Whalechaser's Musings

No Matter Where You Go...
There You Are
Make the Best of It

Saturday, August 30, 2008

My "Rite of Passage"

I started hearing about how difficult the CPA (Certified Public Accountant) Examination was in my junior year of college. While I was pretty sure I would end up being a CPA, I started my University education with the idea that I would be an accountant, just an accountant. At that time I thought a CPA was an accountant with a label; I did not understand the significance of the letters. As I worked harder and harder to get through the four years of education that earned me the right to sit for the examination, I began to realize that it really is a significant professional defining factor; one worth the effort.

That effort is no small change either -- four years of specialized education -- each year built on the previous one and becoming successively more difficult. I selected a university that was known for its ability to train students to successfully complete the two and a half day, four part examination…on the first attempt. You may not understand the power of that statement. The statistics that had been maintained on first time successes indicated that only 10 to 15 percent who take all four parts pass it the first time. That is the sentence that made me realize how difficult my choice was becoming. This University actually used the current national Certified Public Accountant Examination as their final examination of those underlying classes in the senior year. That was and remains incredibly intimidating.

The national examination is offered twice a year: May and October; good for the January or May graduates. Things got so bad, that at the beginning of the second and last semester of my senior year, I seriously thought about dropping out. The work load was just breaking my spirit. Somehow, I managed to tough it out and completed all the requirements. My confidence was building when I passed three of the four parts of the final exam that year. I knew if I just kept studying through the summer, I had a good chance of passing all four parts in October. That’s how I spent every free waking moment until just weeks before the exam date.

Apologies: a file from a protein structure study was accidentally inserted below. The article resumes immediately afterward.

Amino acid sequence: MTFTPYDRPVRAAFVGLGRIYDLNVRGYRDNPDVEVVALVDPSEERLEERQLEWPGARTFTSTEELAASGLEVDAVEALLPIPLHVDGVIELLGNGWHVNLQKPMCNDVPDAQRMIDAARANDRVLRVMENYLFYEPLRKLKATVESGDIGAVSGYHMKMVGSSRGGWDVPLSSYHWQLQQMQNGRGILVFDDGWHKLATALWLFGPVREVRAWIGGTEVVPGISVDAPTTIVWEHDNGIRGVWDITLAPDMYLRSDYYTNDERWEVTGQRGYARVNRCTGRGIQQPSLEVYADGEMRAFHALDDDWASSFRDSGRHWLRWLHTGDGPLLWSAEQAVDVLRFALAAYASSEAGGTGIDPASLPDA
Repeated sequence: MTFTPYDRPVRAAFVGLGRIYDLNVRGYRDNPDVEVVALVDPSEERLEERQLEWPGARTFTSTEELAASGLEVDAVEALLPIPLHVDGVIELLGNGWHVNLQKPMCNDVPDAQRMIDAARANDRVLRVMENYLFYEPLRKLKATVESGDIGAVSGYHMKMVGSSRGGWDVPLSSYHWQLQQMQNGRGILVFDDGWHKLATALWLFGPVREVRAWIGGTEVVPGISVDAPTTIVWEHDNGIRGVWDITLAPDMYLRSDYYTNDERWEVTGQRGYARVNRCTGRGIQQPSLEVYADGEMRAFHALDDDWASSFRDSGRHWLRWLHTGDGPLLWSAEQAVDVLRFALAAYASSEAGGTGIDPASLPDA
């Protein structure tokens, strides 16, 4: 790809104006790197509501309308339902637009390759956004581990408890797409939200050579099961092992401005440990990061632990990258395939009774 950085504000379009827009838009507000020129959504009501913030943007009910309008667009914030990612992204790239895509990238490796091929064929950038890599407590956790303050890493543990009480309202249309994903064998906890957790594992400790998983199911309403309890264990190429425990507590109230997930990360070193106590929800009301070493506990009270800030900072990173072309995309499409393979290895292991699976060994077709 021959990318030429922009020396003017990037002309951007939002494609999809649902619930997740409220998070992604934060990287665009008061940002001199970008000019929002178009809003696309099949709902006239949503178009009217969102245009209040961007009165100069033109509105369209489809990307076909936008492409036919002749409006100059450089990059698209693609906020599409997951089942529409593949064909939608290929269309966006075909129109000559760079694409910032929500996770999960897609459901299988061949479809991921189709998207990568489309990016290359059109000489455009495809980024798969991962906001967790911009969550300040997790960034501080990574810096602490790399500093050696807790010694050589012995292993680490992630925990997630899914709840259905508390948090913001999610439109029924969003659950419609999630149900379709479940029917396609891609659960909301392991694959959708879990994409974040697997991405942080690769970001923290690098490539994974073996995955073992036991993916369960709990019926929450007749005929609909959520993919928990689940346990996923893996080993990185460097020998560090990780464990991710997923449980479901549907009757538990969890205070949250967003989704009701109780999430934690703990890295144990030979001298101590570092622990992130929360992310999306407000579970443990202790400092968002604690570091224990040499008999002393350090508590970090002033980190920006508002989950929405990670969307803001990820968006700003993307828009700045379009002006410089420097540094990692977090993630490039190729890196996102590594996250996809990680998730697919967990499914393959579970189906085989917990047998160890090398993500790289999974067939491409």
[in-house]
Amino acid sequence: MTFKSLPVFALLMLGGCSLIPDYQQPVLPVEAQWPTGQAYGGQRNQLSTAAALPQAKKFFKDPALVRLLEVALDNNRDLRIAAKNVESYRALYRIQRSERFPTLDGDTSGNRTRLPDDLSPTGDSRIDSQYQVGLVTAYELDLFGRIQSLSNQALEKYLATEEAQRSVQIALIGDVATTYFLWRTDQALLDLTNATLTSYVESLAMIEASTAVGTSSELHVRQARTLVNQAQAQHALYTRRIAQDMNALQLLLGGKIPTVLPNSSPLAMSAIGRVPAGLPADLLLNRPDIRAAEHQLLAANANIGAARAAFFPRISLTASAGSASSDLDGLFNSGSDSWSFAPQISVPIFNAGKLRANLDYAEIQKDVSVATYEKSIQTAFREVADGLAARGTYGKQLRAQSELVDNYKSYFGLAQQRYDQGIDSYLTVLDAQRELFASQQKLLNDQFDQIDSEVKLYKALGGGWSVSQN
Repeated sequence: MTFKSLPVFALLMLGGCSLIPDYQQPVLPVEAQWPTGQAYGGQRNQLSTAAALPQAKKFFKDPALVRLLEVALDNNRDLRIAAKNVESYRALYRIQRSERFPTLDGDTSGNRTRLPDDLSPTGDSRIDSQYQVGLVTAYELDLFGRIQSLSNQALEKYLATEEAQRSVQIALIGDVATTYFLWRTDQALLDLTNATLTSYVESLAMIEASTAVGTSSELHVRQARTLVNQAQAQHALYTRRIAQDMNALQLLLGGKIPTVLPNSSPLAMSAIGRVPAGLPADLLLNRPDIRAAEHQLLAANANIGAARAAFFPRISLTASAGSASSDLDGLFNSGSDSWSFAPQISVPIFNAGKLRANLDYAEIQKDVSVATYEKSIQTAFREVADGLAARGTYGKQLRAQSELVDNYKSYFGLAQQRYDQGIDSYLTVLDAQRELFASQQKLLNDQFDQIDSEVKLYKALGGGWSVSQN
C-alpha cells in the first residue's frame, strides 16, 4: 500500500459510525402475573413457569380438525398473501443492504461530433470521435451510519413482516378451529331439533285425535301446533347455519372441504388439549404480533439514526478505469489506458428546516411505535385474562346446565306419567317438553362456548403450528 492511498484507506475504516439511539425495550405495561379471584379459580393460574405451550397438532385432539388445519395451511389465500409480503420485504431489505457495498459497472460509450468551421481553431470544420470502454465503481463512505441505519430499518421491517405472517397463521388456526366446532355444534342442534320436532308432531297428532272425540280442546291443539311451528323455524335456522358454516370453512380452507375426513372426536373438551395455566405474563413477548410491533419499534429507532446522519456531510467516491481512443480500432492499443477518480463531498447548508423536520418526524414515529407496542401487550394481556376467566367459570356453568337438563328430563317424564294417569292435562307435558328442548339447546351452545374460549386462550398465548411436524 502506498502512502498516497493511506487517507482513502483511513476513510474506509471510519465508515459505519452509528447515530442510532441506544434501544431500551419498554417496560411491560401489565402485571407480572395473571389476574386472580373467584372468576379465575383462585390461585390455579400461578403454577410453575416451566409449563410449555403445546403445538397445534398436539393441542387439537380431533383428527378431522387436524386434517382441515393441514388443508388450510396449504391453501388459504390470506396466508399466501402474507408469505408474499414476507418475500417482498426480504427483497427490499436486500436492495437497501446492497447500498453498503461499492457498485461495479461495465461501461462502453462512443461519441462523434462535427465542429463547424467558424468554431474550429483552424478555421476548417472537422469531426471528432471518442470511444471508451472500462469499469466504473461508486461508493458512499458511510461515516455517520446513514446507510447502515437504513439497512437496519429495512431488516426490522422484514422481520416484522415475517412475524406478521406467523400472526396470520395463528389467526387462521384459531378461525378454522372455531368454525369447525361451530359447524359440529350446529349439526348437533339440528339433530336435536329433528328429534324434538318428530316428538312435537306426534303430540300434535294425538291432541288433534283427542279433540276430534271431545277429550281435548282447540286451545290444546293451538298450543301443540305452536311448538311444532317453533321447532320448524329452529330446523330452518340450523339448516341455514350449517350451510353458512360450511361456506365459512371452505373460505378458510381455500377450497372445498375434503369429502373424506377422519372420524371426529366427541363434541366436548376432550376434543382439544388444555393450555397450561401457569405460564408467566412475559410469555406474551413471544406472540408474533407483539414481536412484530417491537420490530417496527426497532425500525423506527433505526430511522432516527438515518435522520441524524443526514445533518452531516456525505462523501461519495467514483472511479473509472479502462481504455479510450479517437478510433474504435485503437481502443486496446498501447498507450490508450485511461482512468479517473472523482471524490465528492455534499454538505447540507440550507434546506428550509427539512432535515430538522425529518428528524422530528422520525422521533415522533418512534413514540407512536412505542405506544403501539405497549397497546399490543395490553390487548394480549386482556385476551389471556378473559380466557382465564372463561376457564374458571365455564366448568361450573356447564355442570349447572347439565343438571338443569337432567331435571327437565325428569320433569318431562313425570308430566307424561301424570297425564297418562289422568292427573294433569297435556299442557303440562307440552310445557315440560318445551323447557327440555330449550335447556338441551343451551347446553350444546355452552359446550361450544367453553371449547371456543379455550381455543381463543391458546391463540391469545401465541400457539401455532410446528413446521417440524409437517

The folks I worked with didn’t make it any easier either. The CPA certificate is issued to a person who has passed all four parts of the exam with a grade of 75% or better and has two years of experience working for a public accounting firm in selected activities. It was made very clear that if you were unable to pass the exam within the work experience period, chances were good that you would be let go. So I was working hard to get the written part out of the way as soon as possible.

It was the middle of September when I got the Jury summons; it required me to report to the county seat for two weeks. If during the two weeks, I was selected for a trial I would be free to go back to work, after completing that service. I looked at it like a gift. Two weeks that I could have uninterrupted review work to refresh my knowledge just before the exam which would take place the second week of October. So I notified my employer and got ready for final review.

The first couple of days were uneventful; I just sat in the huge room and studied. Some people had been called but not much. Then I noticed something big was going on. The juror pool was 300 strong and I noticed that groups of 50 people were being called methodically, every 30 to 45 minutes. I was not yet selected but the scuttlebutt indicated that there was a really big case about to start and the jurors would come from the pool I was in. I thought it would be really cool to be on an important case. I packed up my study materials and started to watch what was happening. Within the next hour another group was called. I was in it.

It was big all right, an organized crime guy that was finally up on charges that very well could stick. The importance of it didn’t register right away. Actually it registered when I found myself sitting in jury seat number 9 and all the attorney challenges had been made. It wasn’t final yet, but I was beginning to realize that I was sitting on the jury for the biggest trial in recent history. An organized crime trial; my mind was racing with incidents from the Godfather. I started to understand; I was sure I didn’t want to do this and my mind scrambled for an acceptable way out. The judge was talking to the attorneys, everything was in place it seemed only one more question before everyone on this jury was on and ready to be sequestered until the trial was done. Oh, Lord, I need a good excuse but what?

The question to the jury: Is there any reason why anyone on the jury cannot sit for this trial that is expected to run for ten to twelve weeks?

I almost jumped out of my seat; waving my hand I asked to be excused. I approached the bench to ask to be excused since the trial would still be going on when I had to take the CPA exam. The judge asked a little about it so I explained how the whole thing worked and how hard I had been studying. He responded almost instantly that I could be excused and I was greatly relieved; then the defending attorney commented that they offer it twice a year don’t they? You could sit for it in May next year isn’t that so? My mind was going crazy..oh, no….I’m ready now. Don’t make me sit through this and study for another year.